Medical doctors from this fledgling group broadcast the message that their practice alone was scientifically based, despite the fact that their approach to medicine was no more scientific than that of the professions they were competing with [6]. This claim, however, was an important first step in marginalizing other professions as “unscientific” or “pseudoscientific” and allowed this sect of medicine to organize and professionalize quickly and eventually exert a massive influence on all aspects of health care policy in this country for generations [6]. Not coincidentally, the AMA’s efforts resulted in the transformation of American medicine from a modest, even menial profession into one of sovereignty, power, and financial affluence [5].

By convincing state legislators that their profession was scientific while all others were not, the AMA and its state member associations were able to gain protection in the form of endorsement for educational programs and laws that limited “irregular” practice. The system of schools and hospitals, as well as the legislation protecting them, led to a “golden age of doctoring” that lasted until the 1970s [2]. Orthodox or “allopathic” medicine enjoyed virtually complete dominance of the health care market in the United States. With the exception of chiropractors, competing professions shrank to nonexistence or were absorbed into the orthodox medical profession, as in the case of osteopaths [4].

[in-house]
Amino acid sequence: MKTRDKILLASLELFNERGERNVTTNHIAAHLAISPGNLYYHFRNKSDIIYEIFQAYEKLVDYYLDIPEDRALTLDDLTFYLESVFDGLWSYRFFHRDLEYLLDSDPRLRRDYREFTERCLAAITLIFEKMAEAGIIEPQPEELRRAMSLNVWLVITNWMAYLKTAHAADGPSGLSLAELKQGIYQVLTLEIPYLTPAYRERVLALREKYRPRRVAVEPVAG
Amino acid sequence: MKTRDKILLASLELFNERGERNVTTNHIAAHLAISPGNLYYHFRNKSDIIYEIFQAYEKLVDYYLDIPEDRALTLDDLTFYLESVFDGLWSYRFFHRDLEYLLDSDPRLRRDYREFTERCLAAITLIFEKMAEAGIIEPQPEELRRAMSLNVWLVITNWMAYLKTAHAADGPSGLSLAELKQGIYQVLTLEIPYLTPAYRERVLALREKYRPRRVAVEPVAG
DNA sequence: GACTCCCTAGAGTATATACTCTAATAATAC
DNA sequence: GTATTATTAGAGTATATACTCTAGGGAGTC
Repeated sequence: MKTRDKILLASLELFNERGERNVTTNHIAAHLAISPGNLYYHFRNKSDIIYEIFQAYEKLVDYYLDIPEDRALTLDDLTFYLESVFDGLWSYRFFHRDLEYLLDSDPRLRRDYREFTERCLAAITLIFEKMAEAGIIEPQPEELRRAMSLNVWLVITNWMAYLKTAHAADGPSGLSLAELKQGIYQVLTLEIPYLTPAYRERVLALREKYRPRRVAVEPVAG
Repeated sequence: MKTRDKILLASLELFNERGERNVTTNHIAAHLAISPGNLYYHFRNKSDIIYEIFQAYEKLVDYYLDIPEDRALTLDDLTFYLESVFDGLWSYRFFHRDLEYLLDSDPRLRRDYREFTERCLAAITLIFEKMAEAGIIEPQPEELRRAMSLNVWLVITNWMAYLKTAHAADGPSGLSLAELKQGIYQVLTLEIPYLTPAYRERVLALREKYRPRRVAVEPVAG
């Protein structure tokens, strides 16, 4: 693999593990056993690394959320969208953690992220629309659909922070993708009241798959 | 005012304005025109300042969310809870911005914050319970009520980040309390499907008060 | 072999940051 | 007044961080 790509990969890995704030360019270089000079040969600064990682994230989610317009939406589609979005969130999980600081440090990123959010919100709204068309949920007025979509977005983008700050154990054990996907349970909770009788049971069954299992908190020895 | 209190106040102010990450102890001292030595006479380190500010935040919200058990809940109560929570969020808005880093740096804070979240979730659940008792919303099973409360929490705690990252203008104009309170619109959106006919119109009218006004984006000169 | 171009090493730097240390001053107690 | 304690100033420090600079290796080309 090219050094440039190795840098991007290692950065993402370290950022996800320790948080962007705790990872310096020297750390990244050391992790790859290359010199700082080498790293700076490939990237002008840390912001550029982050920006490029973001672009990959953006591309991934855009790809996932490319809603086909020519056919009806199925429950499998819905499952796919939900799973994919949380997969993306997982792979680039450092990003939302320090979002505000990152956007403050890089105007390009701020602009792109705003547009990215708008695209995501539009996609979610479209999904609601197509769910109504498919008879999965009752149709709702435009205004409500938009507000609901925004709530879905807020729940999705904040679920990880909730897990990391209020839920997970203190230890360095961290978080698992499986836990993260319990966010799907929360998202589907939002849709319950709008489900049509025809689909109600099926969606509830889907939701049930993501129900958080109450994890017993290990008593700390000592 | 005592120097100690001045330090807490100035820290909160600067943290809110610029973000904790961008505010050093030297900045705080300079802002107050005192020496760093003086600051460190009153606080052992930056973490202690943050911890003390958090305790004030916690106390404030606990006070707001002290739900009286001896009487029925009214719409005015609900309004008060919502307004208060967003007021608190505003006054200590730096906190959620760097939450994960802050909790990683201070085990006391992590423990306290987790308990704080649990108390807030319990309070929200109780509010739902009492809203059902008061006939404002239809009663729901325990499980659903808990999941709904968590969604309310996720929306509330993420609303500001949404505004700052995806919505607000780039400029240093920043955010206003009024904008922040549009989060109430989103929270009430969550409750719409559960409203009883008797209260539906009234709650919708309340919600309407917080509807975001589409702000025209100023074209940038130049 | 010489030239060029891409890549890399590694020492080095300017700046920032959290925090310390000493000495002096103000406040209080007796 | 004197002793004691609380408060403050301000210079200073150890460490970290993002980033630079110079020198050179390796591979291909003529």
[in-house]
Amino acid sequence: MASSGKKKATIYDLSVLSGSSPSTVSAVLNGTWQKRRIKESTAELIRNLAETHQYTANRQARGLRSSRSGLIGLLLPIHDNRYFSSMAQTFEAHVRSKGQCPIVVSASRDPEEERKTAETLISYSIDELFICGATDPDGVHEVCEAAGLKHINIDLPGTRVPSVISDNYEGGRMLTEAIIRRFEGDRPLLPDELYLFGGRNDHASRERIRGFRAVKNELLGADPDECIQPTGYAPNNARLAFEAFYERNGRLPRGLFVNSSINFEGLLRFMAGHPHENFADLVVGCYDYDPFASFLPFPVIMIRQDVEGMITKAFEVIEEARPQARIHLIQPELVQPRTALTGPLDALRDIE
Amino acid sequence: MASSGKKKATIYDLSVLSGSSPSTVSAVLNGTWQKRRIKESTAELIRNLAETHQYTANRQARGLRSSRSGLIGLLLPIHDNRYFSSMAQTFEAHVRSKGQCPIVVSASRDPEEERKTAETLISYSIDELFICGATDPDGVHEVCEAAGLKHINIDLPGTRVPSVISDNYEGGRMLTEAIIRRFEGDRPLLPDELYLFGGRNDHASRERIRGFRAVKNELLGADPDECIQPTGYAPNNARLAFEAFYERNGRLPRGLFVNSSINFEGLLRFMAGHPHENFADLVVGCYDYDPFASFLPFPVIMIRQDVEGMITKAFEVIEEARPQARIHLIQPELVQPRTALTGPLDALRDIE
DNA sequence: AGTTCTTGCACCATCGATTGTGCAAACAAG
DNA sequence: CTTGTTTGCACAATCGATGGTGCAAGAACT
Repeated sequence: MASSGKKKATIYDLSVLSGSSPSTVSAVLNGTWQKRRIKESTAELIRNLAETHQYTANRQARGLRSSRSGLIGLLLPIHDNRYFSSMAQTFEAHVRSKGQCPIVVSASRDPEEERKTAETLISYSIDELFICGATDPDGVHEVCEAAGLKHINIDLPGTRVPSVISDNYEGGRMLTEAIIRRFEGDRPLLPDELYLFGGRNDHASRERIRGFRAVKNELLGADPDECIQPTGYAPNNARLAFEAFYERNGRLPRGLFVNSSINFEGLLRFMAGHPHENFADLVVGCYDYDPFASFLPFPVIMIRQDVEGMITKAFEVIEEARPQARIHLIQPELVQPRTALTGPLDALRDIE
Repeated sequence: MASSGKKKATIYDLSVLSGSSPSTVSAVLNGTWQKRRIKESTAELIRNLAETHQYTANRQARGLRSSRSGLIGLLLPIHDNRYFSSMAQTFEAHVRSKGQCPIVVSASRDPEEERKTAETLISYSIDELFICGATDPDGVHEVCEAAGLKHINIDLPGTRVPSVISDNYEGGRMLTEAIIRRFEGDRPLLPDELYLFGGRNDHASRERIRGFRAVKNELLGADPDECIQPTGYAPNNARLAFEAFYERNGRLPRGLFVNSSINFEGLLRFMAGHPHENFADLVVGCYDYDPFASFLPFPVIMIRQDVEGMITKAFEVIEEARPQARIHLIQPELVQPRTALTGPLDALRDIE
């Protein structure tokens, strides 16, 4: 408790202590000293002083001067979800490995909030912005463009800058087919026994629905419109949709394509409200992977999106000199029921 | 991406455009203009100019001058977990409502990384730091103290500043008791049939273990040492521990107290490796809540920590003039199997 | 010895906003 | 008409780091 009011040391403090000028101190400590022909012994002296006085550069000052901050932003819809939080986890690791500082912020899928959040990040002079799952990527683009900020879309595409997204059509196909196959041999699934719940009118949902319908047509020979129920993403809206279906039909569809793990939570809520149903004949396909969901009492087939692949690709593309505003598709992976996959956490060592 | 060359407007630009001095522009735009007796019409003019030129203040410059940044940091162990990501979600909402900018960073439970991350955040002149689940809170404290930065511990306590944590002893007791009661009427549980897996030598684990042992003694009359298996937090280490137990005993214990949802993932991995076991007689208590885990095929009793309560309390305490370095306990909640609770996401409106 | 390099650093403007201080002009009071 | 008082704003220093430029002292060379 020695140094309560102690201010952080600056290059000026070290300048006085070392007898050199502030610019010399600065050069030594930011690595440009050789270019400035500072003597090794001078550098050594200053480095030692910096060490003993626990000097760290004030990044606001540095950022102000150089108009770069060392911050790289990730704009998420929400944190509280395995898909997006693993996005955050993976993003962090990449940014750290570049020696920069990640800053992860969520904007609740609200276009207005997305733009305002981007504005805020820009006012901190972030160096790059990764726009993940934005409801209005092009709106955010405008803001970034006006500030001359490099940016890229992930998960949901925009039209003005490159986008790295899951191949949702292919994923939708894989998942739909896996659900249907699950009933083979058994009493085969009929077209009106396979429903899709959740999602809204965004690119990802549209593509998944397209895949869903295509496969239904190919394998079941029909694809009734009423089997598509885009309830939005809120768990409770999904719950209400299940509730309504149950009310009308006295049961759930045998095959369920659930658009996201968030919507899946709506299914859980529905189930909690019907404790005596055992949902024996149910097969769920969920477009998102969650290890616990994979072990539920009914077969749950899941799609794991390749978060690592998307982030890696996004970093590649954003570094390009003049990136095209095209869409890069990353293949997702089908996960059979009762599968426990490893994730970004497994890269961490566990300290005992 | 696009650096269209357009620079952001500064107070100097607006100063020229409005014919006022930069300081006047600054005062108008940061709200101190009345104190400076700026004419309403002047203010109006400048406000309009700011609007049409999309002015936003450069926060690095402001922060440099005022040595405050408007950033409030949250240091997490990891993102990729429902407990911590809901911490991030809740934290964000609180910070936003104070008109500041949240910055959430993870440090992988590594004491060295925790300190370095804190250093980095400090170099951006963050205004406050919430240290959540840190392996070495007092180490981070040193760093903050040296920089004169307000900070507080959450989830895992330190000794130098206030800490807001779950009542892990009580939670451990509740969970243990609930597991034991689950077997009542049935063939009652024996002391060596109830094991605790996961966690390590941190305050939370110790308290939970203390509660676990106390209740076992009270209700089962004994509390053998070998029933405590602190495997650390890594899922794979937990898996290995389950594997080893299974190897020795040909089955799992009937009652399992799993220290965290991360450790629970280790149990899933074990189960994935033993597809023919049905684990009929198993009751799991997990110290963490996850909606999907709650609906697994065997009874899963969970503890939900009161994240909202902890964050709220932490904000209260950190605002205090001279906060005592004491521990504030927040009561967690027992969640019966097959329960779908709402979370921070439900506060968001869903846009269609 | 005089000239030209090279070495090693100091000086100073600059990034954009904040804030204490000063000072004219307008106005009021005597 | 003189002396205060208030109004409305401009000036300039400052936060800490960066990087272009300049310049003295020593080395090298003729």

From its inception, chiropractic was looked upon as a menace by medical authorities. Palmer’s first chiropractic patient was a partially deaf janitor named Harvey Lillard, whose hearing improved dramatically under Palmer’s care. Following his development of chiropractic, Palmer used both incredible claims of cures as well as an antimedical platform to advertise his practice. Neither endeared him to the medical authorities in Iowa or Illinois [7].